There were different bifurcation maps, but mainly seen as a map that explodes or a map that remains flat. The exploding maps typically take larger fluctuating jumps at higher values of r. Whereas flat-type bifurcation diagrams can be used at very low values of r as well. Ideally, r should be chosen greater than 1.5 and within the range of 40, but this choice can be further user-defined as per the application. The hardware-based implementation of random-number generators totally depends on the number of bits the Arithmetic Logic Unit (ALU) of the microcontroller can handle. The speed of the random-number generator is controlled by the clock frequency of the controller. We found that at least 100 registers are used when the chaotic maps are implemented on the FPGA. The maximum operating frequency of an FPGA could reach 100 MHz and there is a well-defined research gap to reach at least a few GigaHertz frequencies of random number generation. Due to the complex mathematical calculation that a typical chaotic map has, the execution time of the entire sequence could not cross 0.2 seconds and we need pseudo-random number generators that can produce its entire file in a few milliseconds. Hence, chaotic map-based pseudo-random number generators are not suited for real-time applications but still can be used in applications like OTP generation and image encryption. Throughout the survey, we found that all the researchers achieved a correlation coefficient that was very close to the ideal value of zero and the entropy reported by maximum researchers crossed 7.99, whose ideal value is 8 bits per byte. We hope that people will keep on implementing the chaotic maps for different schemes in random generation and may find extremely secure systems built on it. This will help in the complete prohibition of electronic fraud.

Security is not the only aspect of chaotic map-based pseudo-random number generation but it can also be used in multi-media encryption, video-game animations, digital advertisements, simulation of chaotic systems, chaotic missile systems, etc.

## Data availability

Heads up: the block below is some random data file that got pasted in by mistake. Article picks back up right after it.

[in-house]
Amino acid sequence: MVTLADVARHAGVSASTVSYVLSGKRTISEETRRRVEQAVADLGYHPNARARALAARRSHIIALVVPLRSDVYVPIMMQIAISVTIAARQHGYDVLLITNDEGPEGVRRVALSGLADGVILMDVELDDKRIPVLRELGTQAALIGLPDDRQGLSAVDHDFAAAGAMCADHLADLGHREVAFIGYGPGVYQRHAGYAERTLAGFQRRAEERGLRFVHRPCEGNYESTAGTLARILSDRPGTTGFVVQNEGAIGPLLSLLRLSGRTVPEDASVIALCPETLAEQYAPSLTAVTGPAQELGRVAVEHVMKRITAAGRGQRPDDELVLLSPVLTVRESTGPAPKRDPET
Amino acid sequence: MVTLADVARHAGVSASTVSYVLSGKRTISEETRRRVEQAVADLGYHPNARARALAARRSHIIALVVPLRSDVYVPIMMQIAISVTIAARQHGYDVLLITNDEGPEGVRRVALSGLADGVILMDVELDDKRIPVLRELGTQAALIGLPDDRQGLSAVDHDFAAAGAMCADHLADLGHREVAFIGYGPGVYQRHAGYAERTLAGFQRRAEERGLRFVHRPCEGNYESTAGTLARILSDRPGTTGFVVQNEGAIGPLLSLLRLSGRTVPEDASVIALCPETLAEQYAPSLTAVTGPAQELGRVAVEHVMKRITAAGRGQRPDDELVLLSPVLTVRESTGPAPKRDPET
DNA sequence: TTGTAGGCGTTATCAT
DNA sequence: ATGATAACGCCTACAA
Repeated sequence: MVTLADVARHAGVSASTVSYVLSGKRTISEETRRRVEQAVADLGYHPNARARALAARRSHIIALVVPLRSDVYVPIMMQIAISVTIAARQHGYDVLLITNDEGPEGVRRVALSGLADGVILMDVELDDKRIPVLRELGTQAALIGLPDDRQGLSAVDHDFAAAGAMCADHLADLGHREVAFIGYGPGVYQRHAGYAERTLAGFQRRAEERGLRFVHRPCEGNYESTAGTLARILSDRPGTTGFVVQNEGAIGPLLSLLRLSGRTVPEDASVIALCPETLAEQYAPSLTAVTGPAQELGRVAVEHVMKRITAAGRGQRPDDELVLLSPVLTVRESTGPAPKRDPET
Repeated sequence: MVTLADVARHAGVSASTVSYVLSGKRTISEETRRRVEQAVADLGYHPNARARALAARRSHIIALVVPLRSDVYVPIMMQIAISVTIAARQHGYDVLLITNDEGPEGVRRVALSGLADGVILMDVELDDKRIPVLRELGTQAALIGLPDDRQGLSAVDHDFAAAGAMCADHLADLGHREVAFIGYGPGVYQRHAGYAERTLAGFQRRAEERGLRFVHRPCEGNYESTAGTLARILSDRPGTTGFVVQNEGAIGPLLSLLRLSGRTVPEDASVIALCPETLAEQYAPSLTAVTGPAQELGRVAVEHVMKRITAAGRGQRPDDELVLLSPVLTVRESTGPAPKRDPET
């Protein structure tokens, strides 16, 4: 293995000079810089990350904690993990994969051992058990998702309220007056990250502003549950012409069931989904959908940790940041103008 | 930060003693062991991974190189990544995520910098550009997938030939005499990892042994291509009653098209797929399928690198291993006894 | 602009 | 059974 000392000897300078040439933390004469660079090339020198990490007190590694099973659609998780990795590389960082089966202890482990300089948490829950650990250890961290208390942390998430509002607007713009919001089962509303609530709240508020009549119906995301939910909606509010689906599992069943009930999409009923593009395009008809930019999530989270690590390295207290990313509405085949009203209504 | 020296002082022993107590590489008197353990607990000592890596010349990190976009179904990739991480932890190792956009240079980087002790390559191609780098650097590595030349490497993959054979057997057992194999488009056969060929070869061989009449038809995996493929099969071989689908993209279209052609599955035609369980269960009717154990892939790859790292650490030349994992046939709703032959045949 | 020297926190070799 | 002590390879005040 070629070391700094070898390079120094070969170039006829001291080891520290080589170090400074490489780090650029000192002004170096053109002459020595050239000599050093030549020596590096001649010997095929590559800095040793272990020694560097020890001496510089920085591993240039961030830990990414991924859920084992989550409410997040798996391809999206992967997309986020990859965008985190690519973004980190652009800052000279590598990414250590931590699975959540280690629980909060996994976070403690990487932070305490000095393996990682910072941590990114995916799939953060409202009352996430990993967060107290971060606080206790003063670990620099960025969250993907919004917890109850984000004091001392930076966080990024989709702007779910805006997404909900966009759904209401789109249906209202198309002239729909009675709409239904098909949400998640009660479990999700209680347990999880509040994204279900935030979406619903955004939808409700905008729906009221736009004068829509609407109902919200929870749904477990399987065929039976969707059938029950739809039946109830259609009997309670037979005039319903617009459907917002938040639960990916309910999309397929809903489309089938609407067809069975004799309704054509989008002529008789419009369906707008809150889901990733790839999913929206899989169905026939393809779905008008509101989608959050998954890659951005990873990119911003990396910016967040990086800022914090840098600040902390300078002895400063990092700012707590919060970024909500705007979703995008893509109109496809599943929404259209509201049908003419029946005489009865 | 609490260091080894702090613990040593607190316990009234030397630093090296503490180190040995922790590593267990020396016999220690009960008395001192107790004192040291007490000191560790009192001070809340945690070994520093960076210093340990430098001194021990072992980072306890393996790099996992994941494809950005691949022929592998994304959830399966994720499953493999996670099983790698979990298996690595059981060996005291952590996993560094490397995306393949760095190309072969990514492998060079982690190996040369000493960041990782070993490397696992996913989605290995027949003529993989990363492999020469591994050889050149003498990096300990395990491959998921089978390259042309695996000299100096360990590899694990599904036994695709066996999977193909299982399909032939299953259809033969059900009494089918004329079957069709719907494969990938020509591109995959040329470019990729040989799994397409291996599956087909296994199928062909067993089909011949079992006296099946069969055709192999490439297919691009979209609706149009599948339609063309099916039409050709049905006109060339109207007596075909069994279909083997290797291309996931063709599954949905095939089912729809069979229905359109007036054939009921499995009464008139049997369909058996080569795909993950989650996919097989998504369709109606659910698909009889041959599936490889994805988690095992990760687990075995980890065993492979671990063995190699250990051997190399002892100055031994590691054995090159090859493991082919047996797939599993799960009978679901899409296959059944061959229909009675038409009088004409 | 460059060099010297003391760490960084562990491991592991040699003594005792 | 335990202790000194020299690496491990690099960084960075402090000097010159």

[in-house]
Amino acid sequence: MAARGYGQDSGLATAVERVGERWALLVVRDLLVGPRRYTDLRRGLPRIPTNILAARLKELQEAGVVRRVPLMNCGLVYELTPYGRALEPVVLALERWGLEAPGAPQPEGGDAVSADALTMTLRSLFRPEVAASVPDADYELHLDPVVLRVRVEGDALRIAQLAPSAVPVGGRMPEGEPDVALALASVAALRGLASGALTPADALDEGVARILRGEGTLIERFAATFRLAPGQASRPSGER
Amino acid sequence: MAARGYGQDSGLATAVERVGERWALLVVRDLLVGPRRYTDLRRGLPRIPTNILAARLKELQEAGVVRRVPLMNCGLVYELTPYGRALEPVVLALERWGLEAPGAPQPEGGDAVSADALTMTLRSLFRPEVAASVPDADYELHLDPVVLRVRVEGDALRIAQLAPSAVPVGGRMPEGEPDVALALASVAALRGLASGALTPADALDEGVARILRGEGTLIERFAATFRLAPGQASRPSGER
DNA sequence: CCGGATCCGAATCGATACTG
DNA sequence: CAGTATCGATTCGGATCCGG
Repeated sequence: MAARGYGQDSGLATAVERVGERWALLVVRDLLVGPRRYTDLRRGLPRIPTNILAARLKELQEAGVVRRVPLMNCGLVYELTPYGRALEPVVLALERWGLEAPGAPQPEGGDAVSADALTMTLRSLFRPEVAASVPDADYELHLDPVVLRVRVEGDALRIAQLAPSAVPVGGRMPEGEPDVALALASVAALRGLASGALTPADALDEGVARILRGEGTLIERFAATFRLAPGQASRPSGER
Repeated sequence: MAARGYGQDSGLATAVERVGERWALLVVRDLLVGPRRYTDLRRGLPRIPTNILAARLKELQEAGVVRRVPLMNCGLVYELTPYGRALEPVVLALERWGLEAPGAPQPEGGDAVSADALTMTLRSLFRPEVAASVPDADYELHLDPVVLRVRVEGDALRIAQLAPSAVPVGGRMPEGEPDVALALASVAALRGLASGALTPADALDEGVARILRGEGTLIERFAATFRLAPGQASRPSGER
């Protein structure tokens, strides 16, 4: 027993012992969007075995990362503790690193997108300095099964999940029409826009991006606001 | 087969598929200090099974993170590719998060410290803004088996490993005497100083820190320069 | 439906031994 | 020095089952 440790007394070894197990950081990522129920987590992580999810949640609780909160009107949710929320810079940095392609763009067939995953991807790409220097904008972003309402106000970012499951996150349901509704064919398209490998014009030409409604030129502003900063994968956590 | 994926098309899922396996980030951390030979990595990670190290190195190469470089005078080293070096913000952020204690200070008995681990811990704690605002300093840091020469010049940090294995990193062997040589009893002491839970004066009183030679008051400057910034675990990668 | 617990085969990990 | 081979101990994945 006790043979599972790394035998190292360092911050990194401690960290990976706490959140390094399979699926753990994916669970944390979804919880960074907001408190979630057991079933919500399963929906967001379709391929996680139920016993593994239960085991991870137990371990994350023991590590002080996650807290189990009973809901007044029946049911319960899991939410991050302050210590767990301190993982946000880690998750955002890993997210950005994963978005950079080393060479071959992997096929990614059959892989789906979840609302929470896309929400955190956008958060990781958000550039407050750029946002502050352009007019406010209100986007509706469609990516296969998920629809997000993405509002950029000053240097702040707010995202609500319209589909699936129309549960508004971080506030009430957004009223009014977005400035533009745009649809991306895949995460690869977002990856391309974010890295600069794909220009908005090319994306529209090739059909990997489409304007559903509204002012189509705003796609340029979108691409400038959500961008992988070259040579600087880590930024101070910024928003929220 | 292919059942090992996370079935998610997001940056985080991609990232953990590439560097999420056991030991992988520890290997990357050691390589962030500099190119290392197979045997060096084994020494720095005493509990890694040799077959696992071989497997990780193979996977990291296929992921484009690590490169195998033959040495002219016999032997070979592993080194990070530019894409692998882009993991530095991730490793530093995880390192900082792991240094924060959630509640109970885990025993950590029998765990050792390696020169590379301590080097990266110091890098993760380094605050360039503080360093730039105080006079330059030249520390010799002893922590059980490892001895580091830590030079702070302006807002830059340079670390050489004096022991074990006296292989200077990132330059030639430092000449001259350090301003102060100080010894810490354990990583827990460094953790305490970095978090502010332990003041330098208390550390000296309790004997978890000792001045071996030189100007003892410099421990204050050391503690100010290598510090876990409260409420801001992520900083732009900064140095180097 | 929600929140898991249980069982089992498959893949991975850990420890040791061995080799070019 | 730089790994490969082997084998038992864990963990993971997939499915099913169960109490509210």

Not applicable.

## Code Availability Statement

Not applicable.

## References

Chen L (2017) Cryptography standards in quantum time: new wine in old wineskin? IEEE Secur Privacy 15(4):51

Panagiotou P, Sklavos N, Darra E, Zaharakis ID (2020) Cryptographic system for data applications, in the context of internet of things. Microprocess Microsyst 72:102921

Özkaynak F (2014) Cryptographically secure random number generator with chaotic additional input. Nonlinear Dyn 78(3):2015–2020

Luo W, Takeuchi N, Chen O, Yoshikawa N (2021) Low-autocorrelation random number generator based on adiabatic quantum-flux-parametron logic. IEEE Trans Appl Supercond 31(5):1–5

Montfort N, Bogost I (2009) Random and raster: display technologies and the development of videogames. IEEE Annals History Comput 31(3):34–43

Duarte AEL (2020) Algorithmic interactive music generation in videogames. SoundEffects-Interdiscipl J Sound Sound Exp 9(1):38–59

Schindler W, Killmann W (2002) Evaluation criteria for true (physical) random number generators used in cryptographic applications. Int Workshop Cryptograph Hardw Embed Syst. Springer, Berlin, Heidelberg, pp 431–449

Lim D, Ranasinghe DC, Devadas S, Jamali B, Abbott D, and Cole PH (2005) Exploiting metastability and thermal noise to build a reconfigurable hardware random number generator. In: Noise in Devices and Circuits III, vol. 5844. International Society for Optics and Photonics, pp. 294–309

Ahmed HE-dH, Kalash HM, and Allah OSF (2007) An efficient chaos-based feedback stream cipher (ecbfsc) for image encryption and decryption. Informatica, vol. 31, no. 1